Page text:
By Samia Majid, MA History
The U.S. has an unsavoury history of leveraging surveillance campaigns on its unsuspecting Muslim populace. On 16 November, Vice’s Motherboard revealed that Muslim Pro, a popular Quran and prayer app, has been selling its user data to third-party brokers, and by extension the U.S. military. With over 98 million downloads, Muslim Pro is widely used by Muslims across the world.
‘This is wild and unacceptable. Download a Quran/prayer app and end up with your data sold to a counterterrorism unit of the US military.’
In response to the backlash, Muslim Pro denied any wrongdoing, asserting that it has never sold the personal data of its users. The Muslim Pro team announced that they have terminated their relationship with all third-party data partners. Although they pledged a commitment to protect user privacy and investigate their data governance policy, this is too little, too late. Omar Suleiman, a Dallas-based Imam and spiritual leader stated: ‘This is wild and unacceptable. Download a Quran/prayer app and end up with your data sold to a counterterrorism unit of the US military. No Muslim app should be selling data, especially not like this.’
Unfortunately, this is not the first time that ordinary Muslims have been targeted by an indiscriminate mass surveillance operation. The New York Police Department has a notorious history of spying on its Muslim citizens. In 2001, a newly created covert Demographic Unit within the NYPD sent informants, or ‘crawlers,’ into Muslim neighbourhoods, student associations, and businesses. These individuals were encouraged to gather information on vaguely termed ‘persons of interest,’ infiltrating ethnic minority neighbourhoods, with no prior evidence of wrongdoing.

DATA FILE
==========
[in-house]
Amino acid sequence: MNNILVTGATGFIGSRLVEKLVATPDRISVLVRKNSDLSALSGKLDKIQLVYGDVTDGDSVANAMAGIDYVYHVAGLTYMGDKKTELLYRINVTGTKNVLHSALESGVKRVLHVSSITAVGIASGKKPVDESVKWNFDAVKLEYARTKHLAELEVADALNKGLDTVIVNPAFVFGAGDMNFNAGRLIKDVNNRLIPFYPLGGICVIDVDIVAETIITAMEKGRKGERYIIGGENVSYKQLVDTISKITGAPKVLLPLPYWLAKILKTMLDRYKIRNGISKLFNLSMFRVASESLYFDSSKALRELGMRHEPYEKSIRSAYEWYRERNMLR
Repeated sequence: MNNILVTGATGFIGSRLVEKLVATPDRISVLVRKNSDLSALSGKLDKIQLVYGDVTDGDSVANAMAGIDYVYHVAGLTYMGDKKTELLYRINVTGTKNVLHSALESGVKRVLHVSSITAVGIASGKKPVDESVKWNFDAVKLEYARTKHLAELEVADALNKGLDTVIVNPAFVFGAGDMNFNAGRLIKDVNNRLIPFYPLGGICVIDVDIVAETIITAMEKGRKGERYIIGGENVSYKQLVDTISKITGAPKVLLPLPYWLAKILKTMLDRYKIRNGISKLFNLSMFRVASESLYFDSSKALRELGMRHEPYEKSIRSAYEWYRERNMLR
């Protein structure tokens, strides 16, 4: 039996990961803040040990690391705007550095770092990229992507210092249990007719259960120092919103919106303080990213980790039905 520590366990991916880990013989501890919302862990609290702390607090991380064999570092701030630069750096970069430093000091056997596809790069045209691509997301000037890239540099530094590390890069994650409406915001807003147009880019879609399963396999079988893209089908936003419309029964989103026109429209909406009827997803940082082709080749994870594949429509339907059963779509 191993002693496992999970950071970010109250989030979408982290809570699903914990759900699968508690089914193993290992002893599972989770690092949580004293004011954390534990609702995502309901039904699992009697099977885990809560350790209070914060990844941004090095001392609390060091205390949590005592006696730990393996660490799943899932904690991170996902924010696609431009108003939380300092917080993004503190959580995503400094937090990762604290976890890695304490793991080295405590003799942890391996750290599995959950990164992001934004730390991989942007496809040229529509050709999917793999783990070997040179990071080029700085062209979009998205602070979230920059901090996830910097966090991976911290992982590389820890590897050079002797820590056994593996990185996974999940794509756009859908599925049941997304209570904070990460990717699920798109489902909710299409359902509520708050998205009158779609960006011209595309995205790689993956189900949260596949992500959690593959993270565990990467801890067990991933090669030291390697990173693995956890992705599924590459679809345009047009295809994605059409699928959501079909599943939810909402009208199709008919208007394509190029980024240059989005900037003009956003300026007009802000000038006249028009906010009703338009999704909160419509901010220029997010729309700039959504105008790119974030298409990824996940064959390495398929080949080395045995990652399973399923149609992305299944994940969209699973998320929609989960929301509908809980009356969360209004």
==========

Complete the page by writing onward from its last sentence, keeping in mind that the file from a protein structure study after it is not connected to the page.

Despite the fact that this initiative failed to produce a single lead, neither the NYPD nor the City of New York ever admitted any misconduct. Lawsuits directed at the programme contended that the NYPD’s unconstitutional surveillance of Muslim Americans presented a civil rights breach for overt discrimination based on race, ethnicity, or religion.
Lest we forget, the Patriot Act was passed by Congress just weeks after 9/11. The Uniting and Strengthening America by Providing Appropriate Tools Required to Intercept and Obstruct Terrorism (USA PATRIOT) Act sought to ‘deter and punish terrorist acts in the United States and around the world, to enhance law enforcement investigatory tools, and for other purposes.’
The act effectively sanctioned the surveillance of ordinary Americans. The FBI was authorised to obtain phone, computer, and banking records of any individual even suspected of engaging in international terrorism. So much for innocent until proven guilty.
The Snowden leaks revealed that the National Security Agency had used Section 215 of the Patriot Act to harvest the phone data of millions of unsuspecting Americans. Eventually, the Privacy and Civil Liberties Oversight Board declared that there was not ‘a single instance involving a threat to the United States in which the telephone records program made a concrete difference in the outcome of a counterterrorism investigation.’
In June 2002, the Attorney General John Ashcroft drafted a list of Muslim and Arab countries from which all males were required to submit fingerprints to a government register upon entering the US. This regulation programme lasted until 2011, and unsurprisingly never generated a single terrorism-related conviction.
In the immediate aftermath of 9/11, hate crimes based on race, religion, and ethnicity proliferated. Muslim women became overt targets of abuse, harassment, and discrimination based on their outward appearance. Civil Rights groups like the Muslim Community Association of Ann Arbor and the Islamic Society of Portland reported that attendance numbers saw a sharp drop due to fears that the Patriot Act would be used to obtain its members’ personal records. The federal government had carte blanche to wiretap any device it deemed suitable.
Against a backdrop of civil liberty erosions, the vaguely defined Muslim ‘other’ caused a spike in fear of homegrown terrorism, a suspicion based more on state sanctioned Islamaphobia than rationale. From Uyghur Muslims in Xinjiang, to the Rohingya minority in Myanmar, the criminalisation of Muslims across the world is following an unsettlingly Orwellian pattern. We don’t need seemingly benign apps like Muslim Pro joining the insidious surveillance apparatus.
Photo Caption: The Islamic Center of America, the largest mosque in the United States, Dearborn, Michigan (Credit: Wikimedia Commons/Dane Hillard).